[Imap-protocol] SELECT/EXAMINE clarification of UNSEEN

Brandon Long blong at google.com
Wed Nov 16 10:58:49 PST 2011


On Wed, Nov 16, 2011 at 12:33 AM, Dave Cridland <dave at cridland.net> wrote:

> On Wed Nov 16 02:24:17 2011, Mark Crispin wrote:

>>

>> My understanding is that Google perceived keywords as not commonly

>> implemented, and thus needing to do view/mailbox mapping. It's been a

>> major problem; a classic case of kludge tower building because it was

>> perceived that they couldn't do it right to begin with.

>

> I thought this at one point, but I recall seeing somewhere that the

> limitation was that keywords are pure ASCII, compared to mailbox names (and

> Google tags or whatever they're called) which are full unicode, contain

> spaces, etc.


It was never really considered a viable option, because it wasn't
technically possible with the standard, and because almost no client
we looked at had any support for keywords (the most we saw was
Thunderbird which uses like 6 keywords that mean various things, but
doesn't even store them in IMAP as anything more than
keyword1...keyword6, others only used it for things like spam).

I'm sure there are some clients with better support for keywords, but
they weren't common enough to make a difference in our decision.


> Personally I think Google are big enough that fixing this problem "properly"

> (ie, a more free-text naming of FLAGS via the standards process) would have

> been viable, but the desire of many companies (Google included) to assume

> that marketing splash always trumps technical merit means that a kludge they

> can release without consultation trumps revealing some portion of the plan,

> or releasing incrementally, but with a better design.

>

> I do understand the pressure, and sympathize with it, but I still find it

> annoying how little the technical argument counts for, especially when it's

> a standardization issue, and these companies are often too happy to talk

> about how much they support open standards.


There are two separate things here: supporting the current standard
and working to extend it.

Our goal was supporting the current standard. Our primary motivation
was access from mobile devices, where the IMAP clients are probably
never going to receive an update. Designing our system to require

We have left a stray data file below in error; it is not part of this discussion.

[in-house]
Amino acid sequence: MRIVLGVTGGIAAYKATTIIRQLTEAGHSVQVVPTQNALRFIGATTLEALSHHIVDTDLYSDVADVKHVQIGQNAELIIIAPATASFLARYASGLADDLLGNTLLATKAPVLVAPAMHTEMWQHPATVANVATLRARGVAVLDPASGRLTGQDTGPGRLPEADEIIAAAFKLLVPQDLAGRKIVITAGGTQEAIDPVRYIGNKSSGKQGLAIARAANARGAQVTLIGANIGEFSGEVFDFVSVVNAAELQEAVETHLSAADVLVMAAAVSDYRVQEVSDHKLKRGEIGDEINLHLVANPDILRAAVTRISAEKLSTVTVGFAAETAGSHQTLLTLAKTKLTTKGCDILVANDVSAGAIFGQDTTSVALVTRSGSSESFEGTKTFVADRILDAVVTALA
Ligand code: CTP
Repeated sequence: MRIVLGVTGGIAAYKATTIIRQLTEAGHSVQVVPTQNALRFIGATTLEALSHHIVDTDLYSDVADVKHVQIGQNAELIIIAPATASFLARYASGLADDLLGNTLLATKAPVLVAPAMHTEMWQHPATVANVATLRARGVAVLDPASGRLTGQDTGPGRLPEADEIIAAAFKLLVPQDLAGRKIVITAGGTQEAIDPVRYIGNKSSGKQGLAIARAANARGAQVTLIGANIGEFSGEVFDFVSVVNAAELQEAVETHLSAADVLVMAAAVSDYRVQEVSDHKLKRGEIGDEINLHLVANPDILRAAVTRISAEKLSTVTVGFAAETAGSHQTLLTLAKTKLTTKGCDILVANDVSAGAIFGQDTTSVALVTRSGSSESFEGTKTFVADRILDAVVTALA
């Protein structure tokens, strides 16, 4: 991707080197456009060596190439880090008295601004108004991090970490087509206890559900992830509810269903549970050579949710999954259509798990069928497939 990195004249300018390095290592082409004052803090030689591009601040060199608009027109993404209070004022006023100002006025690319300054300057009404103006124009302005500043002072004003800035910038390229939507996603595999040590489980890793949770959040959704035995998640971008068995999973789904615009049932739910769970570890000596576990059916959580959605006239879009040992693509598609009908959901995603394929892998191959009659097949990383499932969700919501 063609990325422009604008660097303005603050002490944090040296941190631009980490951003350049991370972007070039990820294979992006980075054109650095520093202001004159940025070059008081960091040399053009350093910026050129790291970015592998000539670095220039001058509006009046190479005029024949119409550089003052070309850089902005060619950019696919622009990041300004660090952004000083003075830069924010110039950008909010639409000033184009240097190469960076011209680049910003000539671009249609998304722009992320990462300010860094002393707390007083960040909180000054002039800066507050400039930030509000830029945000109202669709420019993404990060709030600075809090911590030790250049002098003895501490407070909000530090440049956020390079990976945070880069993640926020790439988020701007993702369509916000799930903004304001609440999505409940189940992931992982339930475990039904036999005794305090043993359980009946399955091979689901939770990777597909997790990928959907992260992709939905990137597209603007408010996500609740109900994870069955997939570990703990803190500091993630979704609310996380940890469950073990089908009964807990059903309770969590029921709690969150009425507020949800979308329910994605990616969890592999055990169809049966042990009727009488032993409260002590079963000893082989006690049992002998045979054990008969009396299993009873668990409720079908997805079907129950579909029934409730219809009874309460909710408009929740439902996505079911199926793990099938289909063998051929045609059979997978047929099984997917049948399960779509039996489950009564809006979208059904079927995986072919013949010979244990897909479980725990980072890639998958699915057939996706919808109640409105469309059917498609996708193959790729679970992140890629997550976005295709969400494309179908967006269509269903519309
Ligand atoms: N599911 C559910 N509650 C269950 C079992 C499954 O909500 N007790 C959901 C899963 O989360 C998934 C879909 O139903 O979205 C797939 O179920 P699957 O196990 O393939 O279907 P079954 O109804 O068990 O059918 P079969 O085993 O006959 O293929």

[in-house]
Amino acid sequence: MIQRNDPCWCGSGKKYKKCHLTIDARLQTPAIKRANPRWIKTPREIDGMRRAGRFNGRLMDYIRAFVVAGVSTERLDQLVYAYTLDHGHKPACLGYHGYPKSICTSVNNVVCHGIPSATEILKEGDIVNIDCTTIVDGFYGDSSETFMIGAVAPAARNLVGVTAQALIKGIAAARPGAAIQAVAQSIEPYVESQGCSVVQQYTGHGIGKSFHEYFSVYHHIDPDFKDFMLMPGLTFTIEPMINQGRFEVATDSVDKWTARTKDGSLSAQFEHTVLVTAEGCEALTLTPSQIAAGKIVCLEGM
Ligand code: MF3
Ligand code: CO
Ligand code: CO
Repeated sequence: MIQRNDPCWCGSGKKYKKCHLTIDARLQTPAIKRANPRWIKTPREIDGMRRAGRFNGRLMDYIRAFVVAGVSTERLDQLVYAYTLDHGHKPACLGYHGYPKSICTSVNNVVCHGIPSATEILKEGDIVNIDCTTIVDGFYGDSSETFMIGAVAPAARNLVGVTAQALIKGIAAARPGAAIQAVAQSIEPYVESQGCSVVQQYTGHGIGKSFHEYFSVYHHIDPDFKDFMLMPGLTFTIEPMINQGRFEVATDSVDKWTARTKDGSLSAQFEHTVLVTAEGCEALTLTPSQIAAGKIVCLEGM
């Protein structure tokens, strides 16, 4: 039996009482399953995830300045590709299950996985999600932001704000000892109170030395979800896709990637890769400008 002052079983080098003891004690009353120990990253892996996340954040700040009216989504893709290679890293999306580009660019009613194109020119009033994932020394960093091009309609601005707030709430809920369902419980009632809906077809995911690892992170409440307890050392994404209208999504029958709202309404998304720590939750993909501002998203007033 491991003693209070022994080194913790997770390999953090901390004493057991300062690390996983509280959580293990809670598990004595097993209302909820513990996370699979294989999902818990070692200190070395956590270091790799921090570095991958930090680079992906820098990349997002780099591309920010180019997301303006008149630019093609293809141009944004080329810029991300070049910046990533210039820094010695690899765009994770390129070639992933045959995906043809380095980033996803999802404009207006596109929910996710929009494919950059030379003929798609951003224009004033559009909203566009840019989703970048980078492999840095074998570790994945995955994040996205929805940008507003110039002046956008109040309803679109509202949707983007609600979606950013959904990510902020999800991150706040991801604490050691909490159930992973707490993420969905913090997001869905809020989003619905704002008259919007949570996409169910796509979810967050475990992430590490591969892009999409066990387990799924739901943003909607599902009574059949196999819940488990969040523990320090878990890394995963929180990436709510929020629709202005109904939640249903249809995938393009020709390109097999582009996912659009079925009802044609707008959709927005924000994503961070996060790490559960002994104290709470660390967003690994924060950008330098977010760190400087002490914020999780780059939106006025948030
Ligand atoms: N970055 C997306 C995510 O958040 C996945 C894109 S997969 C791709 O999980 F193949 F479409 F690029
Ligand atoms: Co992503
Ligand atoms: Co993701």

extensive client changes to support us, even if those changes were
"standard", was not a viable option.

We would have essentially had to have a client which:
1) Only had a single folder (INBOX) which corresponds to ... every
message in the system, spam included.
2) Export all of our labels as IMAP keywords hacked into each being an
atom, or alternatively, each being a UTF8 astring perhaps with some
ENABLE called
3) Reject any attempt to create/rename/delete folders

In that scenario, IMAP would have looked worse than POP to most
clients, because all of the users spam would be visible with no
indication that it was spam. Eventually, some clients would have
started to support this, and they probably would have shoe-horned
keywords into working similar to folders, giving users an experience
that's nearly identical to what they get now anyways.

We could have made spam special and put it in a separate folder, but
then you start going down the path to what we actually did.

Also, there were specific popular clients which would fail outright or
eventually badly if they were unable to create folders like their
draft folder.

We could have also always returned labels as keywords on top of what
we did, but that would have increased the amount of data to sync a
folder in many clients by up to 2x, and the amount of data to do a
folder sync on a 100k message folder is already on the order of 6MB of
data using the UID FLAGS method. Doubling that to 12MB for data for
99% of clients which don't care about it, not pretty.

Our goal was interoperability, which meant making Gmail look like IMAP
as used by current clients. At the end of the day, the point of our
service is to let people read their mail using the tools available to
them.

Brandon
--
 Brandon Long <blong at google.com>
 Staff Engineer
 Gmail Delivery TLM



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